About Frost & Sullivan

For over five decades, Frost & Sullivan has become world-renowned for its role in helping investors, corporate leaders and governments navigate economic changes and identify disruptive technologies, Mega Trends, new business models and companies to action, resulting in a continuous flow of growth opportunities to drive future success. Contact us: Start the discussion.

Global Military and Public Services Helicopters Market, Forecast to 2026
MD6A_16

Contact:
Jacqui Holmes
Corporate Communications Consultant
E: jacqui.holmes@frost.com

Twitter: @FrostADS
LinkedIn: Frost & Sullivan's Aerospace, Defence and Security Forum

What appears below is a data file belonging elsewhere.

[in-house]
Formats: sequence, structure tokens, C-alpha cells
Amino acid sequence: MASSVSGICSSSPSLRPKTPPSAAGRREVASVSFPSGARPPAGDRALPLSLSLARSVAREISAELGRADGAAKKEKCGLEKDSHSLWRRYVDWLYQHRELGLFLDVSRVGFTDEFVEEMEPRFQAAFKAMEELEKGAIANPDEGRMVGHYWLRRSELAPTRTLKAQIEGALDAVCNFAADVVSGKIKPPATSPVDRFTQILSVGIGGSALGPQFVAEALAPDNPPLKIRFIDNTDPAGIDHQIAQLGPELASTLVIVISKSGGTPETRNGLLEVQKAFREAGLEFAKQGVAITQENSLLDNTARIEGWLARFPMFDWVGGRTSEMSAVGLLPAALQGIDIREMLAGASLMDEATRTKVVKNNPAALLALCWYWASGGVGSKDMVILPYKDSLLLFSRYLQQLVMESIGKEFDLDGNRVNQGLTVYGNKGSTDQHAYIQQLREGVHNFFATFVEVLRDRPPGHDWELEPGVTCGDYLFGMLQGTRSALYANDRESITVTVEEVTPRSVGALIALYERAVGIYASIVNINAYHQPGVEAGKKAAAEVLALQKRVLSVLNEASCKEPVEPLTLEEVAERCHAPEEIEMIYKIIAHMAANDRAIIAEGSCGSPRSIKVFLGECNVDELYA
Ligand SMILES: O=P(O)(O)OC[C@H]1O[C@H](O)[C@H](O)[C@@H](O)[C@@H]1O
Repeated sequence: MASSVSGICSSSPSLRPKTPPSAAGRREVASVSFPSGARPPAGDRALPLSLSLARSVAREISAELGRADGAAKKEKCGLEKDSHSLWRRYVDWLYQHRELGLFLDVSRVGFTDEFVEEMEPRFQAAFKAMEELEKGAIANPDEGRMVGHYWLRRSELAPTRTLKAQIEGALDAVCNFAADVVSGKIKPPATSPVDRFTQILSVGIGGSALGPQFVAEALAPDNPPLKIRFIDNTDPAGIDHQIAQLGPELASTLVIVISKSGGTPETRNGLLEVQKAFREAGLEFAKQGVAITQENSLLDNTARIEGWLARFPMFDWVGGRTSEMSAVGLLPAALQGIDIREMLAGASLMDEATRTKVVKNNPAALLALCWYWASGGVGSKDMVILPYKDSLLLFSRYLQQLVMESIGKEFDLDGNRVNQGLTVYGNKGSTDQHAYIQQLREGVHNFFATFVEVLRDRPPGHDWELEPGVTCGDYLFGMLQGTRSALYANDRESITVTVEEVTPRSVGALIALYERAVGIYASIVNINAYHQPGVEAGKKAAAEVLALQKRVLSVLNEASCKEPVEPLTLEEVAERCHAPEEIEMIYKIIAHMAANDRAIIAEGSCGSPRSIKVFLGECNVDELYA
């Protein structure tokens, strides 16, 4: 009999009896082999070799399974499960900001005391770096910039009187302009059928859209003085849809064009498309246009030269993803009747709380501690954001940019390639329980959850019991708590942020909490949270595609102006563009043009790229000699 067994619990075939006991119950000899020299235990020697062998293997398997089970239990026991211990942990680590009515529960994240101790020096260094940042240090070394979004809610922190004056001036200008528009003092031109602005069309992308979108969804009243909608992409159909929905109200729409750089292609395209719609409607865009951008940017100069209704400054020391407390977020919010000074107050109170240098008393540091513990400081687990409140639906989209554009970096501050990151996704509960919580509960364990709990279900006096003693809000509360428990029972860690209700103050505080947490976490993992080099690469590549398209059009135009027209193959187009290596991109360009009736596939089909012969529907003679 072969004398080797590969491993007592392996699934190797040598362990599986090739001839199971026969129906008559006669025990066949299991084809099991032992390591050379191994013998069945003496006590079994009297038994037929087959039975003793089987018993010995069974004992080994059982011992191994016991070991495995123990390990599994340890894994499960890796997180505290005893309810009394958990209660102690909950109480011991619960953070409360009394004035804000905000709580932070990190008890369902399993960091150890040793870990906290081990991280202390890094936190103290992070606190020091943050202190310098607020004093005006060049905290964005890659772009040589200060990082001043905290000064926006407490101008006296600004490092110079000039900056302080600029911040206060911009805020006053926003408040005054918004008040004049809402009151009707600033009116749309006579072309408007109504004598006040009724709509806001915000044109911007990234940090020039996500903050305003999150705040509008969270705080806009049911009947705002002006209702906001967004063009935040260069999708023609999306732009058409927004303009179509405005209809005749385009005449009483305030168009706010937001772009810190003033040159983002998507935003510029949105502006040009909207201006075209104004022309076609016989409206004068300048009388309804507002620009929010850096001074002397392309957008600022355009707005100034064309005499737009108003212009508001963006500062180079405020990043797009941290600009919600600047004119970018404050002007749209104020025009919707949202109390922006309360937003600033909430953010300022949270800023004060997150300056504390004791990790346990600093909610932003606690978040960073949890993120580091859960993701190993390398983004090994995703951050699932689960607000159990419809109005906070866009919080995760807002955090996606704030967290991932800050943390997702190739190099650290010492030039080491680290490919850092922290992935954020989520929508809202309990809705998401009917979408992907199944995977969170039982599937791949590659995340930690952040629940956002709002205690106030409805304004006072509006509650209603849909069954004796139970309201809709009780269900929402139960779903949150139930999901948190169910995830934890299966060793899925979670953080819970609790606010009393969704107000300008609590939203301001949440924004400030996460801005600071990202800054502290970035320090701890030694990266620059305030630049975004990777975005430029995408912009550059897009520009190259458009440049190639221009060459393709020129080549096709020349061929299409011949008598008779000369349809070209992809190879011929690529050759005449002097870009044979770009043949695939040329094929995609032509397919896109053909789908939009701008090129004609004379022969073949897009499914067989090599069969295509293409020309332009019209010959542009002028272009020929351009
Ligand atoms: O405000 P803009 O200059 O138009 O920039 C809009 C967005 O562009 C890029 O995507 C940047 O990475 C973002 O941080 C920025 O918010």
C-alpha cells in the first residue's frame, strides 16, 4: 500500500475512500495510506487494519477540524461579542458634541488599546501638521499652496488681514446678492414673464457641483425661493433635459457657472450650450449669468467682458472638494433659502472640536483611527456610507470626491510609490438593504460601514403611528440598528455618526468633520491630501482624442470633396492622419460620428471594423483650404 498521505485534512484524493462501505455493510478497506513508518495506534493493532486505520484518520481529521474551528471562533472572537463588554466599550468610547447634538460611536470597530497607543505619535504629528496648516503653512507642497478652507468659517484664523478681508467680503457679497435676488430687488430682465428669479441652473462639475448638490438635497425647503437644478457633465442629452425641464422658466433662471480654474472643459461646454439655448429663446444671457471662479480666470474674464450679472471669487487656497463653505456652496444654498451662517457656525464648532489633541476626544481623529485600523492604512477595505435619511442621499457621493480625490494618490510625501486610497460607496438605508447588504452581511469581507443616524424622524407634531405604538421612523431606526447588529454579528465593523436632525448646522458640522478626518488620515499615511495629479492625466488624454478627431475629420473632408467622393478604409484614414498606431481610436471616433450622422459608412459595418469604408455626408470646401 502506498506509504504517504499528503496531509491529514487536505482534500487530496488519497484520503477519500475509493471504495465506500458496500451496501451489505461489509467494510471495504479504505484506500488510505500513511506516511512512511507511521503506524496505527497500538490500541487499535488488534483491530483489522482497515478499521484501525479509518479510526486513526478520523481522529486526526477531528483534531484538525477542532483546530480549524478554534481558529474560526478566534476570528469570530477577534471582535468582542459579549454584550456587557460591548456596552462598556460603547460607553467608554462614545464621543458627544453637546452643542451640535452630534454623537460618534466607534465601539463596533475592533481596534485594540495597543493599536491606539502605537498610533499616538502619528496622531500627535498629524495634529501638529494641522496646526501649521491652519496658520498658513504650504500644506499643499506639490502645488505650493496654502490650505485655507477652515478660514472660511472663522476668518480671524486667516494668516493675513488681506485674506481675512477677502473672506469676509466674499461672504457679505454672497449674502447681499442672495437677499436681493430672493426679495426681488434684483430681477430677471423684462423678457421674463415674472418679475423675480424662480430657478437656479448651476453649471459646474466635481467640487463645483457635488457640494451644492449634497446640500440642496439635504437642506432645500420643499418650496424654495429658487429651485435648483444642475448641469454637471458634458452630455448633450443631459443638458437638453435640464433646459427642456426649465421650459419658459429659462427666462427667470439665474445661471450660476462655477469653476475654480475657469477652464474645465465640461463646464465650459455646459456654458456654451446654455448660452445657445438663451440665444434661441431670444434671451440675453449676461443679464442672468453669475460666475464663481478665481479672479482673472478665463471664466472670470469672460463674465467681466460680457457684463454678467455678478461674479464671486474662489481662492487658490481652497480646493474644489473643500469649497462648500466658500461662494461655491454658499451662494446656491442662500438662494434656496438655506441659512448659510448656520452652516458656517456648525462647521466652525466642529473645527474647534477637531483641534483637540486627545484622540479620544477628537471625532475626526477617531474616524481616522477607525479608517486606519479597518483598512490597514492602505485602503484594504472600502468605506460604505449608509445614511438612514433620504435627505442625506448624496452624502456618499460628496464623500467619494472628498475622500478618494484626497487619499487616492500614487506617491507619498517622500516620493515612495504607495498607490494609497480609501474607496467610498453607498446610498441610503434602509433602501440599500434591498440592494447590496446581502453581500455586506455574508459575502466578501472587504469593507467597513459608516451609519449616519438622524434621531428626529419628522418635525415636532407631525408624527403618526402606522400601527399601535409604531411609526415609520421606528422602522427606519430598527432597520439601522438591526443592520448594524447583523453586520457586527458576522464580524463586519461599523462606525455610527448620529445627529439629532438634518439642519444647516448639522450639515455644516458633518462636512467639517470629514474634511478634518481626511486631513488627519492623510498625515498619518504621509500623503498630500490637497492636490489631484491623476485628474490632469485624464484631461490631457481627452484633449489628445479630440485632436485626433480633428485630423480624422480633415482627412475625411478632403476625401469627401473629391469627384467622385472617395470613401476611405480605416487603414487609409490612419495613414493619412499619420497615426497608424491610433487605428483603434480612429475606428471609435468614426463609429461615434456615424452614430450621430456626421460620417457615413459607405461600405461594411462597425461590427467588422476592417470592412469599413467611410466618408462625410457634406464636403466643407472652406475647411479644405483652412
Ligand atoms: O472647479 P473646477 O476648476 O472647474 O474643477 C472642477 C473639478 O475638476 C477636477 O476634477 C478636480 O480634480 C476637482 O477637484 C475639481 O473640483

http://ww2.frost.com

SOURCE Frost & Sullivan

https://www.newswire.ca/news-releases/geopolitical-instability-and-the-need-to-refresh-obsolete-fleets-will-drive-recovery-of-military-and-public-services-helicopters-market-697658971.html

On the same subject

  • Eurodrone program bags fresh round of EU  subsidies

    March 25, 2024 | International, Naval

    Eurodrone program bags fresh round of EU subsidies

    The four-nation effort, which aims for a maiden flight in 2027, is in line for €100 million from the European Defence Fund.

  • With billions of dollars at stake, let’s responsibly and deliberately spend America’s funds

    August 7, 2020 | International, Aerospace, Naval, Land, C4ISR, Security

    With billions of dollars at stake, let’s responsibly and deliberately spend America’s funds